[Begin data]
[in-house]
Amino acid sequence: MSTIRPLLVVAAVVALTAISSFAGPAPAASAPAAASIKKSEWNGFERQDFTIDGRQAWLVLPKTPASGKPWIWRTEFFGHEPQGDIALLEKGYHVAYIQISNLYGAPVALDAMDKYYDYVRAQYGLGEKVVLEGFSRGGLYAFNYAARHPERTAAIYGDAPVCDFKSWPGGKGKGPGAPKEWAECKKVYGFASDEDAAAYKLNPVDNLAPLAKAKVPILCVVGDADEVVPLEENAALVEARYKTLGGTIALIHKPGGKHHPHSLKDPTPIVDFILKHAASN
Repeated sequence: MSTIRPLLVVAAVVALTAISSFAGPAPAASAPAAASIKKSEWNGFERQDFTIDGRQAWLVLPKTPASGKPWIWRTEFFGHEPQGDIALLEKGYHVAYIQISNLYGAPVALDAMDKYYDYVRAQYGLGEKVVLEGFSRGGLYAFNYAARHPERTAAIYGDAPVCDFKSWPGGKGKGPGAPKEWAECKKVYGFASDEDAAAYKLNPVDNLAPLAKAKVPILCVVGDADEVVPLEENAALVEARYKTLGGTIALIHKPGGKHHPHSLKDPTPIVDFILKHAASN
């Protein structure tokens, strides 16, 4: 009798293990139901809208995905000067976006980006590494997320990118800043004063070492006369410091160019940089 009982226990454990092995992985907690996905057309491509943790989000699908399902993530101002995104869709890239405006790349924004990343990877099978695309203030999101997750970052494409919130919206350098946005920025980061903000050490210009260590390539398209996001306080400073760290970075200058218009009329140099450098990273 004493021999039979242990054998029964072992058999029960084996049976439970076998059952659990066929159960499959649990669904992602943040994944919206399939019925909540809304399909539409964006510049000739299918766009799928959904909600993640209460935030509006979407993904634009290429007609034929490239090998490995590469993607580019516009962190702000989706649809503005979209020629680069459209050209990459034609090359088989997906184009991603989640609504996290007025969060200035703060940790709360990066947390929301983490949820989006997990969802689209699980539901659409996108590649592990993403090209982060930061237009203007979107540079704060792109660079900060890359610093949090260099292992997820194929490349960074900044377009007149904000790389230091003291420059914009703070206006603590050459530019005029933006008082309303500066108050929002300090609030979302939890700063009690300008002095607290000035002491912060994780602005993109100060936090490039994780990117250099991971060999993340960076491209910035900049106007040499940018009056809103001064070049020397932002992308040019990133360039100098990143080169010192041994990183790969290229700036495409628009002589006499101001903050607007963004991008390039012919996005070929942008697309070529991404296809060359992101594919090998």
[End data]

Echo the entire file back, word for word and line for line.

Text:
[in-house]
Amino acid sequence: MSTIRPLLVVAAVVALTAISSFAGPAPAASAPAAASIKKSEWNGFERQDFTIDGRQAWLVLPKTPASGKPWIWRTEFFGHEPQGDIALLEKGYHVAYIQISNLYGAPVALDAMDKYYDYVRAQYGLGEKVVLEGFSRGGLYAFNYAARHPERTAAIYGDAPVCDFKSWPGGKGKGPGAPKEWAECKKVYGFASDEDAAAYKLNPVDNLAPLAKAKVPILCVVGDADEVVPLEENAALVEARYKTLGGTIALIHKPGGKHHPHSLKDPTPIVDFILKHAASN
Repeated sequence: MSTIRPLLVVAAVVALTAISSFAGPAPAASAPAAASIKKSEWNGFERQDFTIDGRQAWLVLPKTPASGKPWIWRTEFFGHEPQGDIALLEKGYHVAYIQISNLYGAPVALDAMDKYYDYVRAQYGLGEKVVLEGFSRGGLYAFNYAARHPERTAAIYGDAPVCDFKSWPGGKGKGPGAPKEWAECKKVYGFASDEDAAAYKLNPVDNLAPLAKAKVPILCVVGDADEVVPLEENAALVEARYKTLGGTIALIHKPGGKHHPHSLKDPTPIVDFILKHAASN
């Protein structure tokens, strides 16, 4: 009798293990139901809208995905000067976006980006590494997320990118800043004063070492006369410091160019940089 009982226990454990092995992985907690996905057309491509943790989000699908399902993530101002995104869709890239405006790349924004990343990877099978695309203030999101997750970052494409919130919206350098946005920025980061903000050490210009260590390539398209996001306080400073760290970075200058218009009329140099450098990273 004493021999039979242990054998029964072992058999029960084996049976439970076998059952659990066929159960499959649990669904992602943040994944919206399939019925909540809304399909539409964006510049000739299918766009799928959904909600993640209460935030509006979407993904634009290429007609034929490239090998490995590469993607580019516009962190702000989706649809503005979209020629680069459209050209990459034609090359088989997906184009991603989640609504996290007025969060200035703060940790709360990066947390929301983490949820989006997990969802689209699980539901659409996108590649592990993403090209982060930061237009203007979107540079704060792109660079900060890359610093949090260099292992997820194929490349960074900044377009007149904000790389230091003291420059914009703070206006603590050459530019005029933006008082309303500066108050929002300090609030979302939890700063009690300008002095607290000035002491912060994780602005993109100060936090490039994780990117250099991971060999993340960076491209910035900049106007040499940018009056809103001064070049020397932002992308040019990133360039100098990143080169010192041994990183790969290229700036495409628009002589006499101001903050607007963004991008390039012919996005070929942008697309070529991404296809060359992101594919090998």